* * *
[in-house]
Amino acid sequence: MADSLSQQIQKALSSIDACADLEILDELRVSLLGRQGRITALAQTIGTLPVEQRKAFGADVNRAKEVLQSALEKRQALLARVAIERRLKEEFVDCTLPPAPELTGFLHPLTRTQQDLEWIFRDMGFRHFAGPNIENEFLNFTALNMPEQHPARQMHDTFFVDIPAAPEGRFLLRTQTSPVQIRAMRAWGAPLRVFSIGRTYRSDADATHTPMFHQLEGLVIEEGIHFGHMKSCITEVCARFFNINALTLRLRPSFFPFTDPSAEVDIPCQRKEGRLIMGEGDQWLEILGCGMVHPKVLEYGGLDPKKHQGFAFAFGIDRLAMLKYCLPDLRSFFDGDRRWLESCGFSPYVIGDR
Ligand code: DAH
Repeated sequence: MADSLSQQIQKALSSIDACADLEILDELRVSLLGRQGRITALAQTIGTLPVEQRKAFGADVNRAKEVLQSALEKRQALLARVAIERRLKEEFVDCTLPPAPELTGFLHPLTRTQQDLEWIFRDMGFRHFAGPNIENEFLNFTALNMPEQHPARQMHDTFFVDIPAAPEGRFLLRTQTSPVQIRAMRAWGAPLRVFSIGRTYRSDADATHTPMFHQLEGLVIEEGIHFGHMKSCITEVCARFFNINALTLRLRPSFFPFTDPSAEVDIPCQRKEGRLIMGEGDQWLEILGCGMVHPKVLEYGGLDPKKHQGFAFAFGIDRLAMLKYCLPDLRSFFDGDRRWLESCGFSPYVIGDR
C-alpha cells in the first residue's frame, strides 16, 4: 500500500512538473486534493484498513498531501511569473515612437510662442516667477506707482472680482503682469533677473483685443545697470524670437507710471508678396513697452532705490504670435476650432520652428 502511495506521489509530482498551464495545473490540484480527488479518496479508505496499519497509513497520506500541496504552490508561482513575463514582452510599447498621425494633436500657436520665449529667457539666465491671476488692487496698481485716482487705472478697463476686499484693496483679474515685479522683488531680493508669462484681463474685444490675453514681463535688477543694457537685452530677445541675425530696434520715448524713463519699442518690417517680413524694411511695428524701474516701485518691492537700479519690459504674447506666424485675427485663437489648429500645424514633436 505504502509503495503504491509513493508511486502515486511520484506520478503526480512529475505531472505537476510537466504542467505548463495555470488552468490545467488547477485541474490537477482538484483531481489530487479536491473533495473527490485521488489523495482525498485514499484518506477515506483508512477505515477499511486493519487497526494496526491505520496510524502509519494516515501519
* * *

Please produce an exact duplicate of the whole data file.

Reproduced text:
[in-house]
Amino acid sequence: MADSLSQQIQKALSSIDACADLEILDELRVSLLGRQGRITALAQTIGTLPVEQRKAFGADVNRAKEVLQSALEKRQALLARVAIERRLKEEFVDCTLPPAPELTGFLHPLTRTQQDLEWIFRDMGFRHFAGPNIENEFLNFTALNMPEQHPARQMHDTFFVDIPAAPEGRFLLRTQTSPVQIRAMRAWGAPLRVFSIGRTYRSDADATHTPMFHQLEGLVIEEGIHFGHMKSCITEVCARFFNINALTLRLRPSFFPFTDPSAEVDIPCQRKEGRLIMGEGDQWLEILGCGMVHPKVLEYGGLDPKKHQGFAFAFGIDRLAMLKYCLPDLRSFFDGDRRWLESCGFSPYVIGDR
Ligand code: DAH
Repeated sequence: MADSLSQQIQKALSSIDACADLEILDELRVSLLGRQGRITALAQTIGTLPVEQRKAFGADVNRAKEVLQSALEKRQALLARVAIERRLKEEFVDCTLPPAPELTGFLHPLTRTQQDLEWIFRDMGFRHFAGPNIENEFLNFTALNMPEQHPARQMHDTFFVDIPAAPEGRFLLRTQTSPVQIRAMRAWGAPLRVFSIGRTYRSDADATHTPMFHQLEGLVIEEGIHFGHMKSCITEVCARFFNINALTLRLRPSFFPFTDPSAEVDIPCQRKEGRLIMGEGDQWLEILGCGMVHPKVLEYGGLDPKKHQGFAFAFGIDRLAMLKYCLPDLRSFFDGDRRWLESCGFSPYVIGDR
C-alpha cells in the first residue's frame, strides 16, 4: 500500500512538473486534493484498513498531501511569473515612437510662442516667477506707482472680482503682469533677473483685443545697470524670437507710471508678396513697452532705490504670435476650432520652428 502511495506521489509530482498551464495545473490540484480527488479518496479508505496499519497509513497520506500541496504552490508561482513575463514582452510599447498621425494633436500657436520665449529667457539666465491671476488692487496698481485716482487705472478697463476686499484693496483679474515685479522683488531680493508669462484681463474685444490675453514681463535688477543694457537685452530677445541675425530696434520715448524713463519699442518690417517680413524694411511695428524701474516701485518691492537700479519690459504674447506666424485675427485663437489648429500645424514633436 505504502509503495503504491509513493508511486502515486511520484506520478503526480512529475505531472505537476510537466504542467505548463495555470488552468490545467488547477485541474490537477482538484483531481489530487479536491473533495473527490485521488489523495482525498485514499484518506477515506483508512477505515477499511486493519487497526494496526491505520496510524502509519494516515501519